“I remember this parish in Hershey, Pennsylvania came and (left) two 50-gallon garbage bags filled with Hershey Kisses,” Monsignor Weiss said. “We were overwhelmed by people’s goodness. Just boxes and boxes and boxes, everything from flowers, turkeys, fruitcakes, Christmas cookies, Christmas ornaments, prayer chains, artwork, poems, plaques and angels. Angels by the hundreds came in.”
Moving a community forward
As time went on, Newtown slowly began to heal from the violence that struck their community. However, about three years after the shooting, St. Rose School received an unwelcome visitor.
That visitor was Alex Jones, a far-right radio host and conspiracy theorist, who claimed the Sandy Hook shooting didn’t happen and was a “giant hoax.” And Monsignor Weiss didn’t mince words about how Jones’ rhetoric victimized his community, recalling his visit to St. Rose School.
“We had two children that were redheads, and he would say, ‘See? I told you he’s hiding them here!’” Monsignor Weiss said. “I had the police remove him from the campus, and then I got claims he just came here to light a candle, which was a complete lie.”
Some of the families who lost children in the shooting pursued legal action against Jones, who was ordered to pay $965 million in damages in October 2022 and ultimately declared bankruptcy two months later. But Monsignor Weiss believes even if it wasn’t Jones spreading that disinformation, it would’ve been someone else.
“There are just those people out there who hate the government,” he said. “They hate everything about the truth. And they call themselves ‘truthers,’ but if anything, they don’t live it.”
Because of how the liturgical year is structured, the anniversary of the shooting always occurs during Advent. And when each anniversary comes, so does a season of waiting for the Light of the World to appear on earth — a theme Monsignor Weiss thinks is apt to intertwine with such a somber occasion.
“The mantra the first night was, ‘This darkness is not going to conquer the light,’” he said. “That’s very much in keeping with the spirit of Advent. That’s the Advent hope that people held onto.”
As time has gone by, leaders in the Newtown community have come and gone, but Monsignor Weiss remains — in part due to a desire to lead his community through the 10th anniversary of the shooting. To him, its aftermath illustrated both the resilience of his community and the pivotal role faith played in helping them heal.
“I remember so many of the media … were astonished that the faith life in this community was so strong,” he said. “This is a very family-focused town, and faith is very much a part of that. So I think from that point of view, we show the world that faith is very much alive in the hearts of people.”
When confronted with an act of evil like what happened at Sandy Hook, many might be inclined to lose their faith. But, if anything, Hubbard found herself relying on it more than ever before.
“What I’ve found is that when faced with any tragedy or traumatic event, you cling to what you know,” she said. “Over the years, I’ve seen my faith really transform, in a sense that it is the thread of my being. But I really do believe that a lot of that was because I had something to hold onto when there was nothing else.”
Charlotte Bacon, 6
She wanted to be a veterinarian when she grew up, and liked practicing Tae Kwon Do with her father and brother.
Daniel Barden, 7
He loved to ride waves at the beach and played drums in a band with his brother and sister.
Rachel D’Avino, 29
She was a hard worker and a risk-taker, and did everything with confidence, but never arrogance.
Olivia Engel, 7
She would lead the family in praying grace before dinner, and loved riding on her grandfather’s boat.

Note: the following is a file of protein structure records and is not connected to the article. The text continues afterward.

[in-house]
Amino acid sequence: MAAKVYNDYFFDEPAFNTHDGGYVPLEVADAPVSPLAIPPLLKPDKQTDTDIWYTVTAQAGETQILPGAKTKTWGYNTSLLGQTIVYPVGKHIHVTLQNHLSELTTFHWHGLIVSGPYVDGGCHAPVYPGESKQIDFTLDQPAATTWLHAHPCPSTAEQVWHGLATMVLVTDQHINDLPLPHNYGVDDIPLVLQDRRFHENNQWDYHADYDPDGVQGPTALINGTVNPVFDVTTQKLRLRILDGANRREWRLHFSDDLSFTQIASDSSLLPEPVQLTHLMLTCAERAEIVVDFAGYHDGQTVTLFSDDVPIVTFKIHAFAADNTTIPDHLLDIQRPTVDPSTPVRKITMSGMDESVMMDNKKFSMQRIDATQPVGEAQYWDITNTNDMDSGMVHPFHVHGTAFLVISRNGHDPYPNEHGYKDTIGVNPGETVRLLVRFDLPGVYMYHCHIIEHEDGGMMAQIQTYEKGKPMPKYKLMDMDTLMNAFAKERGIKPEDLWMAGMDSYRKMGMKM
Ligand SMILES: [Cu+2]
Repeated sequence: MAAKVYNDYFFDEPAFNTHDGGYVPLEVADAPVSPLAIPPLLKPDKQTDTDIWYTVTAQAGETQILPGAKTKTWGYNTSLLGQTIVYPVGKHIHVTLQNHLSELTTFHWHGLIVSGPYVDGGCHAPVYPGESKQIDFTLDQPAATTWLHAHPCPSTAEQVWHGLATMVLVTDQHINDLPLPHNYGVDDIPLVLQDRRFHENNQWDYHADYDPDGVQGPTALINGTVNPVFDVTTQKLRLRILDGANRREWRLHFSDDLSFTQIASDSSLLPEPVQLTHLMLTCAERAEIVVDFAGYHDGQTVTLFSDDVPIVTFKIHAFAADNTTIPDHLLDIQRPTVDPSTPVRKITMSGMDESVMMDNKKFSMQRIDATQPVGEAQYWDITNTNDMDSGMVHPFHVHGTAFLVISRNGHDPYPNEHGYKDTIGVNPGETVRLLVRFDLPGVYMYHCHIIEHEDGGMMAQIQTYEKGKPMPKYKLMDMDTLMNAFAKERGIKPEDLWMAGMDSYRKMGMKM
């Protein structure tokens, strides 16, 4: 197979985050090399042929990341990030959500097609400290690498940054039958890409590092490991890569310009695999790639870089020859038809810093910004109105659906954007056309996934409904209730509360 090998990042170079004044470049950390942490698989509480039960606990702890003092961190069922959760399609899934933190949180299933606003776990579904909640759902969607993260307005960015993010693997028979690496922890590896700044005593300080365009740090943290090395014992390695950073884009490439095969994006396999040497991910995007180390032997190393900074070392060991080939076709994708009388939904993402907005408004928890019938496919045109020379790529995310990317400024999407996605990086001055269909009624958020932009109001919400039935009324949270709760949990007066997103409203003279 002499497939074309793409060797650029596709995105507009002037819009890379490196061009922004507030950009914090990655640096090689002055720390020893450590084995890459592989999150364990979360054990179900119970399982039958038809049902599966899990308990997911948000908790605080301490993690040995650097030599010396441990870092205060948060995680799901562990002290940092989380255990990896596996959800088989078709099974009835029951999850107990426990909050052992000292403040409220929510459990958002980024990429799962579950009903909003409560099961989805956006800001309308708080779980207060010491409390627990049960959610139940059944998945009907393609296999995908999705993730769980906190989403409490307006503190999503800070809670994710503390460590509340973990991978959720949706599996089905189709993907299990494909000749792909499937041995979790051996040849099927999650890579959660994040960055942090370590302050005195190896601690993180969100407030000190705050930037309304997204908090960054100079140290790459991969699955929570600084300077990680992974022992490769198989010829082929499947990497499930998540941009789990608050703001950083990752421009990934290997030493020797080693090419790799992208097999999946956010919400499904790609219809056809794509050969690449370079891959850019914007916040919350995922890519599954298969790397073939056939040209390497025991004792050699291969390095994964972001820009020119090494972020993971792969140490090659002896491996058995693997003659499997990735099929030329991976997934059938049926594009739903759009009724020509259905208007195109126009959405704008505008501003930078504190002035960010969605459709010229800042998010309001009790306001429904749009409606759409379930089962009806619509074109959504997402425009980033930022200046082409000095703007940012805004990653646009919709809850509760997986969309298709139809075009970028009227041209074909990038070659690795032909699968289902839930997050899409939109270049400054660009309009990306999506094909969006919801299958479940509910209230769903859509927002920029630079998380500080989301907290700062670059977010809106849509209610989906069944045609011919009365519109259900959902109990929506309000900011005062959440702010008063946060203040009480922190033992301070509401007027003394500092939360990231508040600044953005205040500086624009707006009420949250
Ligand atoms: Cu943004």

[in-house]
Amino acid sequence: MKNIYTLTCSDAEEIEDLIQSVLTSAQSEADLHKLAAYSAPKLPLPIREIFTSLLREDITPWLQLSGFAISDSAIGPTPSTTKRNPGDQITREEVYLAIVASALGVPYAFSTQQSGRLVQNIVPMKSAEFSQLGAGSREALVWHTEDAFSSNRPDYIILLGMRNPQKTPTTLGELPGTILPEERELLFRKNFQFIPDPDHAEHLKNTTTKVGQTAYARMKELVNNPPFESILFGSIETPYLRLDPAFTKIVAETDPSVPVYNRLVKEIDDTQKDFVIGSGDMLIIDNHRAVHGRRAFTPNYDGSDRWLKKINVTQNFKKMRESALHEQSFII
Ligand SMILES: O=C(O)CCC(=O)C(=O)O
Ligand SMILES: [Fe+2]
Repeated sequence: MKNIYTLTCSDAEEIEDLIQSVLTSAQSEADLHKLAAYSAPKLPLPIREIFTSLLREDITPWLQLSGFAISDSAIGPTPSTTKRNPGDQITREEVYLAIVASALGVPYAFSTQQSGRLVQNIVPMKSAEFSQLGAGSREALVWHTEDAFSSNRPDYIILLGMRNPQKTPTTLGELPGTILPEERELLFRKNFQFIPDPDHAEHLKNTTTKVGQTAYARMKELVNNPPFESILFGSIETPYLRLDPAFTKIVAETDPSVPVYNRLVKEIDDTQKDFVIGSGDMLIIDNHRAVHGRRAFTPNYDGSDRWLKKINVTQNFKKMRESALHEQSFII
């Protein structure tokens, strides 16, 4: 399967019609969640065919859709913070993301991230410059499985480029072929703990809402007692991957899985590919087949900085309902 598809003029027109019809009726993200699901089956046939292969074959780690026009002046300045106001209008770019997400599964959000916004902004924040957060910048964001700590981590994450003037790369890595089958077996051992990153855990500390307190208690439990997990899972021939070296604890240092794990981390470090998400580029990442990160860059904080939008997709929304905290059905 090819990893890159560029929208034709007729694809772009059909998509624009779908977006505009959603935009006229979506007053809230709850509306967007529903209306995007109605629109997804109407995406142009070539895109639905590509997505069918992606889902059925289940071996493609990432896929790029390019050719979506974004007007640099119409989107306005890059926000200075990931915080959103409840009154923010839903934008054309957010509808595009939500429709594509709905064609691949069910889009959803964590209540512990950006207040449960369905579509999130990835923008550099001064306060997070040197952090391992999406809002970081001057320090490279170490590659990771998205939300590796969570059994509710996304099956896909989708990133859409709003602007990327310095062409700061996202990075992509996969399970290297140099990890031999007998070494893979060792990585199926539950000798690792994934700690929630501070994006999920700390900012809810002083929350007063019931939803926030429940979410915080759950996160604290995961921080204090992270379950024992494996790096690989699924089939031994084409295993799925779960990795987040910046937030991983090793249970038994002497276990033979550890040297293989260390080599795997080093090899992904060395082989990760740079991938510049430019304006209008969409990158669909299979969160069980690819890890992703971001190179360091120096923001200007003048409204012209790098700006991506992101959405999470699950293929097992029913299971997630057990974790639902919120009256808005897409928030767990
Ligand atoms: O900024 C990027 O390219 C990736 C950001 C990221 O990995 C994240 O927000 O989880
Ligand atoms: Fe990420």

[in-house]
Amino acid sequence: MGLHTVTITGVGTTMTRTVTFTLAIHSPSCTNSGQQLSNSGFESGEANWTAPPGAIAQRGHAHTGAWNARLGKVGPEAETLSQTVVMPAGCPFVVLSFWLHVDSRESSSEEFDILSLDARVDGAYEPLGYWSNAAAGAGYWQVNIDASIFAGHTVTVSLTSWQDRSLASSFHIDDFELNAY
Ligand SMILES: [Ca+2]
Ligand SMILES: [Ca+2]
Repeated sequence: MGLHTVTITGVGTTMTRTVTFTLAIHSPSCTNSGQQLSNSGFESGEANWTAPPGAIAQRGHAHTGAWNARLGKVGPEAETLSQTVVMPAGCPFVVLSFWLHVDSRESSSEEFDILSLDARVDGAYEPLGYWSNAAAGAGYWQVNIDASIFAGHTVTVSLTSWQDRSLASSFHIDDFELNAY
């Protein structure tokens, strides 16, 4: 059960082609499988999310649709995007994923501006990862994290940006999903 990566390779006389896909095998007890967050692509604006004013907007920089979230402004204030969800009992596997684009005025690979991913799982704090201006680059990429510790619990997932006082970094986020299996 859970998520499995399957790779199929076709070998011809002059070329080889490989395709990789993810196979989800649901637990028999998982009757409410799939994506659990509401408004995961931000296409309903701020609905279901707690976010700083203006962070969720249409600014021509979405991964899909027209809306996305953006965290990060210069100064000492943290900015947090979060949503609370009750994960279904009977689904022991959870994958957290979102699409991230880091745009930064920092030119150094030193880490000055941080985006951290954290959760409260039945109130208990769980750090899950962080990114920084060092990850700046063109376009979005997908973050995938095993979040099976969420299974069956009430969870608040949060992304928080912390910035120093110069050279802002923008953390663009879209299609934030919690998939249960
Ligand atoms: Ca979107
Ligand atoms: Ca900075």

Josephine Gay, 7
She loved peanut butter and would use a new spoon for each mouthful. Her parents would find the spoons all around the house.
Dawn Hochsprung, 47
She made going to see the principal fun, and dressed as the Sandy Hook Book Fairy” to encourage reading.
Dylan Hockley, 6
He adored his big brother and liked to play tag with his neighbors at the bus stop.
Madeleine Hsu, 6
She would wear flowery dresses that matched her personality and loved her two sisters.
Catherine Hubbard, 6
She was known for her bright red hair and her love for animals.
Chase Kowalski, 7
He was a Cub Scout who loved to play baseball and run in races.
Jesse Lewis, 6
He loved playing with his toy soldier, and had an infectious and radiant smile.
Ana Marquez-Greene, 6
She loved to sing and never walked anywhere, preferring to dance from one place to another.
James Mattioli, 6
He was great at math, and his big brown eyes followed everything his big sister did.
Grace McDonnell, 7
She loved painting and would draw peace signs in the bathroom mirror when it fogged up after a shower.
Anne Marie Murphy, 52
She had four children and enjoyed the arts and walking in the great outdoors.
Emilie Parker, 6
She loved the color pink and filling notes with all her drawings.
Jack Pinto, 6
He loved the New York Giants and enjoyed wrestling during the football off-season.
Noah Pozner, 6
His favorite food was tacos, and he loved playing Super Mario on the Wii.
Caroline Previdi, 6
She loved art and dance, and some of her favorite words were, “Isn’t that WONDERFUL?”
Jessica Rekos, 6
She loved horseback riding, writing, and playing with her little brothers.
Avielle Richman, 6
She loved horses, Harry Potter, the color red, and running around without shoes on.
Lauren Rousseau, 30
She was known for her exuberance, her love of family and children, and her ever-present smile.
Mary Sherlach, 56
An avid Miami Dolphins fan, she loved helping her students overcome any problem.
Victoria Soto, 27
She had an infectious laugh and loved The Little Mermaid, flamingoes and the New York Yankees.
Benjamin Wheeler, 6
He was a strong swimmer, and enjoyed The Beatles, lighthouses and taking the 7 train to Sunnyside, Queens.
Allison Wyatt, 6
She would tape her drawings up all over the house and loved to make her parents laugh.
If you feel so inclined to make a donation in memory of the victims, please consider the following organizations:
- The Ana Grace Project
- Autism Speaks, in memory of Rachel D’Avino and Anne Marie Murphy
- The Avielle Initiative at the University of Colorado’s Department of Psychiatry
- The Caroline Previdi Foundation
- The Catherine Violet Hubbard Animal Sanctuary
- The Charlotte Helen Bacon Foundation
- The Choose Love Movement
- The CMAK Sandy Hook Memorial Foundation
- The Dylan Hockley Memorial Fund
- The Jessica Rekos Foundation
- The Newtown Park and Bark, in memory of Olivia Engel
- The Sandy Hook Promise
- The Vicki Soto Memorial Fund